Bank Failures Erase Money


“When a bank fails, a quantity of money equal to the bank’s deposits disappears from the economy.”


Even without deposit insurance, money, in the form of bank credit, would not disappear when a bank failed. Depositors, who would comprise the largest group of creditors, would take action to protect their claims. They would probably take possession of the bank's assets and sell them to another bank for new account balances.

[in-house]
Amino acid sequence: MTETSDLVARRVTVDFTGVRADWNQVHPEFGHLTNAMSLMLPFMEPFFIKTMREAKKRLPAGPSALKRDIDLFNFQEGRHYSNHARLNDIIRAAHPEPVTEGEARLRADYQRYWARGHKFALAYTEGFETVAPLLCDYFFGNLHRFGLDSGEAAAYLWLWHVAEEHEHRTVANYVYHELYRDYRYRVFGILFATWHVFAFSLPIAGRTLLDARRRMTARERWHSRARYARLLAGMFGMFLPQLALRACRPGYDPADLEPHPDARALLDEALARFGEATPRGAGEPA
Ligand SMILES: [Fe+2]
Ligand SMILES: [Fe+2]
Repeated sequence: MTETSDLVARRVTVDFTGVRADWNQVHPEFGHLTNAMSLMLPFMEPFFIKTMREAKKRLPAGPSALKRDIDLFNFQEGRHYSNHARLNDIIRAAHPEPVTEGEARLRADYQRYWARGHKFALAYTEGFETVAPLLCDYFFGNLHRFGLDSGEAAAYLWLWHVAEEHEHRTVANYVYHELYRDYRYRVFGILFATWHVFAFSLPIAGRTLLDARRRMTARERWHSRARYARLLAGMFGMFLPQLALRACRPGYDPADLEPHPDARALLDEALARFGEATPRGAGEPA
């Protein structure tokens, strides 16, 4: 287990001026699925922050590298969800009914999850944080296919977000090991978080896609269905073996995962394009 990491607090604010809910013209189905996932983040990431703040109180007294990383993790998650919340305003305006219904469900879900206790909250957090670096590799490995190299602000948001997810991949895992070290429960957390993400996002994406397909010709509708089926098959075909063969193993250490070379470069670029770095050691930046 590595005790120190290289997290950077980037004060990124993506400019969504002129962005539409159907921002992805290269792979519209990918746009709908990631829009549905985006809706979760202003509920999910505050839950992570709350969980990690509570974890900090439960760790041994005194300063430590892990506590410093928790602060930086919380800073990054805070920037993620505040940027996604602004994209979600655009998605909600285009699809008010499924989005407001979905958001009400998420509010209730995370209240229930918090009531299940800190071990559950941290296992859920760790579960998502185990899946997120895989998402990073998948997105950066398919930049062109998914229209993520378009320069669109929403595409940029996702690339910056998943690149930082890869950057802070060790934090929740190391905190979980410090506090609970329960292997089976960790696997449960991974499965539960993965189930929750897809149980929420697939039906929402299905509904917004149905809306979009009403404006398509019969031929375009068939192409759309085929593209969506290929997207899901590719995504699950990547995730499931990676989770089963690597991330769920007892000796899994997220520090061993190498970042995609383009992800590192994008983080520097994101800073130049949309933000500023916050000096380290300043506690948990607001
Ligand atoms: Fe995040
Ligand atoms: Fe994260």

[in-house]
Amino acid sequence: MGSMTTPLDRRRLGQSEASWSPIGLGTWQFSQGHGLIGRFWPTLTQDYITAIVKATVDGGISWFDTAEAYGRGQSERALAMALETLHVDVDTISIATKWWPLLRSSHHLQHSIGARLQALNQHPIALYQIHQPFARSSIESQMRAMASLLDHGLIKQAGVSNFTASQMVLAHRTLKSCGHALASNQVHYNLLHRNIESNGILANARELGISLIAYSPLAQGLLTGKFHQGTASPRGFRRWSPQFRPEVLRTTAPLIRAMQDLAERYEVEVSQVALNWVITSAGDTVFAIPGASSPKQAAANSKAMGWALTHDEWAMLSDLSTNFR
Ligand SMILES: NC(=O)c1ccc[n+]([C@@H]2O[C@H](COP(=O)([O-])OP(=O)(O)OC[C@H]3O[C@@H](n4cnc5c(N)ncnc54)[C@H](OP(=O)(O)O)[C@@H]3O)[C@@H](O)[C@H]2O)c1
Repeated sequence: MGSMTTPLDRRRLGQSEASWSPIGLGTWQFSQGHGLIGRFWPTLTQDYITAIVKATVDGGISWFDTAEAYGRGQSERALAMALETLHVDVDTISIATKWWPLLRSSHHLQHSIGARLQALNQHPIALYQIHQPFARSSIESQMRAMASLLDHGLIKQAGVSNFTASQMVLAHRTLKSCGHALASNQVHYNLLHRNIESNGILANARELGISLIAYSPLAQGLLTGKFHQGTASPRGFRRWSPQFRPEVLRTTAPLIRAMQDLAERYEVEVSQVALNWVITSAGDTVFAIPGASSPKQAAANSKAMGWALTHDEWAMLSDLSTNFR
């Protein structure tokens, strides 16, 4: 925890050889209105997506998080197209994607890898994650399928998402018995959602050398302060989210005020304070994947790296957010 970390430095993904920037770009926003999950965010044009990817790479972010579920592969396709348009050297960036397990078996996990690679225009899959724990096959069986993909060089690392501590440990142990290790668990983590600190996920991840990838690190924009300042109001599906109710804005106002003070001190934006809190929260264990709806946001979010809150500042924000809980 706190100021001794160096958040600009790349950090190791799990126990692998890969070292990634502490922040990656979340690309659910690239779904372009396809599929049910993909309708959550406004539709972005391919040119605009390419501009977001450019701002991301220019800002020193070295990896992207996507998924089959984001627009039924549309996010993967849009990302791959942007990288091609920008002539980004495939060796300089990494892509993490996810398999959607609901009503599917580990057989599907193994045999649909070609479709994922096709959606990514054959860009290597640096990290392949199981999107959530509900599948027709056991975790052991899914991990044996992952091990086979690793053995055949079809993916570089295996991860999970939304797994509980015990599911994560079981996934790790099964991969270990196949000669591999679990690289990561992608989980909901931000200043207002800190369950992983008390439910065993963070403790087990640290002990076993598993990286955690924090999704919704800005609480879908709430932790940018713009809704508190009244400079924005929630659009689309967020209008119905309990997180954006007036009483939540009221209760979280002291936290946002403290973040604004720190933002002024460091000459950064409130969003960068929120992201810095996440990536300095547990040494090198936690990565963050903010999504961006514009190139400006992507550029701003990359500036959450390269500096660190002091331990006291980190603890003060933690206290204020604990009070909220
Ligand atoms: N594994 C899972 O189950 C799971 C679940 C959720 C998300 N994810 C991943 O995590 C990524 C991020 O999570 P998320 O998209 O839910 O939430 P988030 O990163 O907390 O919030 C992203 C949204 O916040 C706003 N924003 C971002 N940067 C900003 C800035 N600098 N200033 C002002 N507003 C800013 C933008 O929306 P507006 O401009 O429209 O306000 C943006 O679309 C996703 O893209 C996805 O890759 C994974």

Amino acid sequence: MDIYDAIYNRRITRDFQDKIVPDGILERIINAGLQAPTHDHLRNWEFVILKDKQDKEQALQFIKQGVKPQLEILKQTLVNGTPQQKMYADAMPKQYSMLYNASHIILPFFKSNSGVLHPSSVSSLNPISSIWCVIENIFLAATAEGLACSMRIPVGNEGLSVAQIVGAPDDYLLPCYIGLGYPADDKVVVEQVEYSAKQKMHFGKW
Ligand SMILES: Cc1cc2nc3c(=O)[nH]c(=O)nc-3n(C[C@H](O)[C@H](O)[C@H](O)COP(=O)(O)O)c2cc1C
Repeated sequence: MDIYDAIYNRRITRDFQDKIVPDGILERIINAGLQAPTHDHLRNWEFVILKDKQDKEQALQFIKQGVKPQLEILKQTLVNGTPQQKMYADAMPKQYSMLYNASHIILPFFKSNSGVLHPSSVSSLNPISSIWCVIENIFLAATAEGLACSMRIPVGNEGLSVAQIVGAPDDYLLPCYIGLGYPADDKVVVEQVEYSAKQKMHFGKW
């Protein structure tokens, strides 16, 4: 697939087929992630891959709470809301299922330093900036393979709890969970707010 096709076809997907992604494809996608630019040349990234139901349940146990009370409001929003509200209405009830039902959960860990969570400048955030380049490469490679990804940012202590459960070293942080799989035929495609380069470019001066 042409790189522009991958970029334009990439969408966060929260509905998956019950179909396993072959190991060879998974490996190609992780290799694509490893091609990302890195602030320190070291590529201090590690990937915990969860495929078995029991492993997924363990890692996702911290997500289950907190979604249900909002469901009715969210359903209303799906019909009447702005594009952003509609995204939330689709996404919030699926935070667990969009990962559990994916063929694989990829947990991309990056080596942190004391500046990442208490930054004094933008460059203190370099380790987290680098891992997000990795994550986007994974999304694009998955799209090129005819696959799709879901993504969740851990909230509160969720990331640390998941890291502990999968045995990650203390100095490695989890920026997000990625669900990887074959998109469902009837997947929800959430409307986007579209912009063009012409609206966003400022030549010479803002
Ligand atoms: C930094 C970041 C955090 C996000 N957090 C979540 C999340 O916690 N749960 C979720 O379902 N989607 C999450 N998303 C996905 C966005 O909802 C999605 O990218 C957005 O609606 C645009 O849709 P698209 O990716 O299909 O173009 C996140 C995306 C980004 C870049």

New money would replace old money. Depositors might take some loss for the amount by which the sale of assets falls short of deposit liabilities. But no wholesale loss would occur.

With the deposit insurance the same action occurs under the direction of FDIC. In that case the FDIC would cover any shortfall.